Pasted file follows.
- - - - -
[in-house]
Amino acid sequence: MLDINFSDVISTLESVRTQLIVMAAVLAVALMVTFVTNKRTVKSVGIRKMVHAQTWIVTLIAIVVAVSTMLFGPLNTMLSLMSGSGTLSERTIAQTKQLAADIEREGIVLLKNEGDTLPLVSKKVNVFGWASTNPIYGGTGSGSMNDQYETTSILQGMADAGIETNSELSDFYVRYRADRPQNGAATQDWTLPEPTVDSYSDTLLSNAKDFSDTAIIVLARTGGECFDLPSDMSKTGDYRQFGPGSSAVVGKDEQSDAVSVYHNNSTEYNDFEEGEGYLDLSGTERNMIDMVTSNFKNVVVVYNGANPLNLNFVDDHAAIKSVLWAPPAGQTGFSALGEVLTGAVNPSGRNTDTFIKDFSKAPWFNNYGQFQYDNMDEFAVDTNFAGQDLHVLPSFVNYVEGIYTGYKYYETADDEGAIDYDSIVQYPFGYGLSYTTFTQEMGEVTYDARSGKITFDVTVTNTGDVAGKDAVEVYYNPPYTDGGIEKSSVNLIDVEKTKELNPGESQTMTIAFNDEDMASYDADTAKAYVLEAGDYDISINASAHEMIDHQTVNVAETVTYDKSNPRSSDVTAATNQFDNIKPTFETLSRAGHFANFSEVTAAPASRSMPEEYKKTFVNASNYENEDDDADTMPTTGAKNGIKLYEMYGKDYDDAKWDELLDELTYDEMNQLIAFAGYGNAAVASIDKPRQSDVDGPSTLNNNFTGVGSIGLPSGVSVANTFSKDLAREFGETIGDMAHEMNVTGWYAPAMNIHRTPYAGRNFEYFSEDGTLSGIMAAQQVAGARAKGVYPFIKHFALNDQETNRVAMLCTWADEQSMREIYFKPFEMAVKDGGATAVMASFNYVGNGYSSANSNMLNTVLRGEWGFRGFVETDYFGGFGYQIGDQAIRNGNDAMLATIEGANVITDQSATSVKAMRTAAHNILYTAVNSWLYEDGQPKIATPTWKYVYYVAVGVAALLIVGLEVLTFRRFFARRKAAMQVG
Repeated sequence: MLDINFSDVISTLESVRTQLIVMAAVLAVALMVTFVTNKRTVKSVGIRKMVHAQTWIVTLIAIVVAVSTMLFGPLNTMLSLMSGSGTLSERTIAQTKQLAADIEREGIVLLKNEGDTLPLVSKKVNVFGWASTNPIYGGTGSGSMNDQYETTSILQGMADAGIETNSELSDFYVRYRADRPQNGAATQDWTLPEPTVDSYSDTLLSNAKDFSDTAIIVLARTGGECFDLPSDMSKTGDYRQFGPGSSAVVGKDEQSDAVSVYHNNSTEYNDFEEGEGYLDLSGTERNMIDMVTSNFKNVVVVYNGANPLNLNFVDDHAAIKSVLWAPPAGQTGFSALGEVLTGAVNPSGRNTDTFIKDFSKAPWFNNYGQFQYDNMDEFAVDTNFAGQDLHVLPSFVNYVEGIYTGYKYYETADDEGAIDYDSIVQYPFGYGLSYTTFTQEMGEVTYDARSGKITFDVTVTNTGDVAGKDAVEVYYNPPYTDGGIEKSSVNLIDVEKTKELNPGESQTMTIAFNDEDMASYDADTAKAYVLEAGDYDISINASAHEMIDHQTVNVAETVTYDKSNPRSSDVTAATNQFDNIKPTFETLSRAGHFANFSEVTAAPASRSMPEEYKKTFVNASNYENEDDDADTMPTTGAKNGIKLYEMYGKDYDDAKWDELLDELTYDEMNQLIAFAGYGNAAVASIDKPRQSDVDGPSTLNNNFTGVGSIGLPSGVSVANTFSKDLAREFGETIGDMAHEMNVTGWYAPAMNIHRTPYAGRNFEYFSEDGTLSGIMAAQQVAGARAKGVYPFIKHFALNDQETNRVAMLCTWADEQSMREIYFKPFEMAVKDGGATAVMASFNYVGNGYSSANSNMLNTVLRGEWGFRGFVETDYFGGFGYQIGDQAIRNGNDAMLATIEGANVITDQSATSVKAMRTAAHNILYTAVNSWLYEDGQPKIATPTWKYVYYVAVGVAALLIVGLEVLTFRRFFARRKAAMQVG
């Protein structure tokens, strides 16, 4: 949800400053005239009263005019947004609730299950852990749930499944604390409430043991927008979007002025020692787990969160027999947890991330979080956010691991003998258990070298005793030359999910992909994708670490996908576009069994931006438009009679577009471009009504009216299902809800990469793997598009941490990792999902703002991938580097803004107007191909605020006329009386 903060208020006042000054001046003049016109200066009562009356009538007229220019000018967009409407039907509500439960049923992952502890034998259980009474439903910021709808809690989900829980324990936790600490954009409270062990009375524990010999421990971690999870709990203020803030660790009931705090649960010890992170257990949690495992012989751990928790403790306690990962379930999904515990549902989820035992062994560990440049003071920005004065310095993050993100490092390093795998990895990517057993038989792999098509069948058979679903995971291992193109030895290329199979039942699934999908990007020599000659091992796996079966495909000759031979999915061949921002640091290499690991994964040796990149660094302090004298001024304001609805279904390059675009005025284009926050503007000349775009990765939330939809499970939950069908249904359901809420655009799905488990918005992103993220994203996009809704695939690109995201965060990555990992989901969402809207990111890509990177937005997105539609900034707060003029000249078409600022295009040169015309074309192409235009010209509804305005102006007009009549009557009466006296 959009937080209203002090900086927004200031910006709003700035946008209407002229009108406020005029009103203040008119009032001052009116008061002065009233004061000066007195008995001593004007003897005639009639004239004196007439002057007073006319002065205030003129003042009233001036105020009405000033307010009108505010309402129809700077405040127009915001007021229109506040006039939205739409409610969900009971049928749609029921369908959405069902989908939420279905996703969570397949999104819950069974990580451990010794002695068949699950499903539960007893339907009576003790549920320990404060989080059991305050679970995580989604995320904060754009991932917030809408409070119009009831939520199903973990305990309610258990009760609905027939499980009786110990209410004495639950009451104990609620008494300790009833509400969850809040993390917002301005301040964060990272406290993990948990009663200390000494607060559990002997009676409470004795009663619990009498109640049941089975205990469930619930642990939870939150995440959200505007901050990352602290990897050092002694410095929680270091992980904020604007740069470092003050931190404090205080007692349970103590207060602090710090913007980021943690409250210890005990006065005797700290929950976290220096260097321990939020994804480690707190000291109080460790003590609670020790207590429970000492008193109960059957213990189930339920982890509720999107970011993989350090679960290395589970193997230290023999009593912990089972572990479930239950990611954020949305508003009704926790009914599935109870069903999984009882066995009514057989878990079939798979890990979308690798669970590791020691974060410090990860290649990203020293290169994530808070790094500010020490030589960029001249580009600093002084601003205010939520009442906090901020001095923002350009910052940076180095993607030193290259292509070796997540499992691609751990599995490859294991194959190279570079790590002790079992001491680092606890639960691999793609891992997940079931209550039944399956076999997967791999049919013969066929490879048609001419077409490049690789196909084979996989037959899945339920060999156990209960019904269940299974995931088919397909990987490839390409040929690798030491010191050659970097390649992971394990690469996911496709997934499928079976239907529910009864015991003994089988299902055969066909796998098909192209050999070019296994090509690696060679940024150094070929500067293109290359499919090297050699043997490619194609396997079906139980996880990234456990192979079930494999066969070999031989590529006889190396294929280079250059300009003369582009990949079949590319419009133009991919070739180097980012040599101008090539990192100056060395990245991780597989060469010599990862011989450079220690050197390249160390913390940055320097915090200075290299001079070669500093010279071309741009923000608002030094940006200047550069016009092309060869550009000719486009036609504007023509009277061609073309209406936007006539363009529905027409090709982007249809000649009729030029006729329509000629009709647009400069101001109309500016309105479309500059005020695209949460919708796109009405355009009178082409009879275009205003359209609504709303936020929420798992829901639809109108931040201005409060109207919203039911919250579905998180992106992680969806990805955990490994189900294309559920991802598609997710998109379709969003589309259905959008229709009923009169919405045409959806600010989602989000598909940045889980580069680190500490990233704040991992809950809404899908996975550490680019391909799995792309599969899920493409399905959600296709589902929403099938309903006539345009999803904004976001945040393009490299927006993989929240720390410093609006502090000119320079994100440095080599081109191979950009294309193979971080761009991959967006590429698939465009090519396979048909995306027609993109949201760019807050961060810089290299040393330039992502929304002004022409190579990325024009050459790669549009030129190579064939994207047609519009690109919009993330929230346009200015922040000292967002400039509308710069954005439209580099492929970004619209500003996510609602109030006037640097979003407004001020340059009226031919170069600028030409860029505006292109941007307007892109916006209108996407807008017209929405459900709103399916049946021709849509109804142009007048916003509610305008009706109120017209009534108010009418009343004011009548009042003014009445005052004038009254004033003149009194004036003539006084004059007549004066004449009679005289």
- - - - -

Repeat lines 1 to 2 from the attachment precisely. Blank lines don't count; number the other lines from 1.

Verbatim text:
[in-house]
Amino acid sequence: MLDINFSDVISTLESVRTQLIVMAAVLAVALMVTFVTNKRTVKSVGIRKMVHAQTWIVTLIAIVVAVSTMLFGPLNTMLSLMSGSGTLSERTIAQTKQLAADIEREGIVLLKNEGDTLPLVSKKVNVFGWASTNPIYGGTGSGSMNDQYETTSILQGMADAGIETNSELSDFYVRYRADRPQNGAATQDWTLPEPTVDSYSDTLLSNAKDFSDTAIIVLARTGGECFDLPSDMSKTGDYRQFGPGSSAVVGKDEQSDAVSVYHNNSTEYNDFEEGEGYLDLSGTERNMIDMVTSNFKNVVVVYNGANPLNLNFVDDHAAIKSVLWAPPAGQTGFSALGEVLTGAVNPSGRNTDTFIKDFSKAPWFNNYGQFQYDNMDEFAVDTNFAGQDLHVLPSFVNYVEGIYTGYKYYETADDEGAIDYDSIVQYPFGYGLSYTTFTQEMGEVTYDARSGKITFDVTVTNTGDVAGKDAVEVYYNPPYTDGGIEKSSVNLIDVEKTKELNPGESQTMTIAFNDEDMASYDADTAKAYVLEAGDYDISINASAHEMIDHQTVNVAETVTYDKSNPRSSDVTAATNQFDNIKPTFETLSRAGHFANFSEVTAAPASRSMPEEYKKTFVNASNYENEDDDADTMPTTGAKNGIKLYEMYGKDYDDAKWDELLDELTYDEMNQLIAFAGYGNAAVASIDKPRQSDVDGPSTLNNNFTGVGSIGLPSGVSVANTFSKDLAREFGETIGDMAHEMNVTGWYAPAMNIHRTPYAGRNFEYFSEDGTLSGIMAAQQVAGARAKGVYPFIKHFALNDQETNRVAMLCTWADEQSMREIYFKPFEMAVKDGGATAVMASFNYVGNGYSSANSNMLNTVLRGEWGFRGFVETDYFGGFGYQIGDQAIRNGNDAMLATIEGANVITDQSATSVKAMRTAAHNILYTAVNSWLYEDGQPKIATPTWKYVYYVAVGVAALLIVGLEVLTFRRFFARRKAAMQVG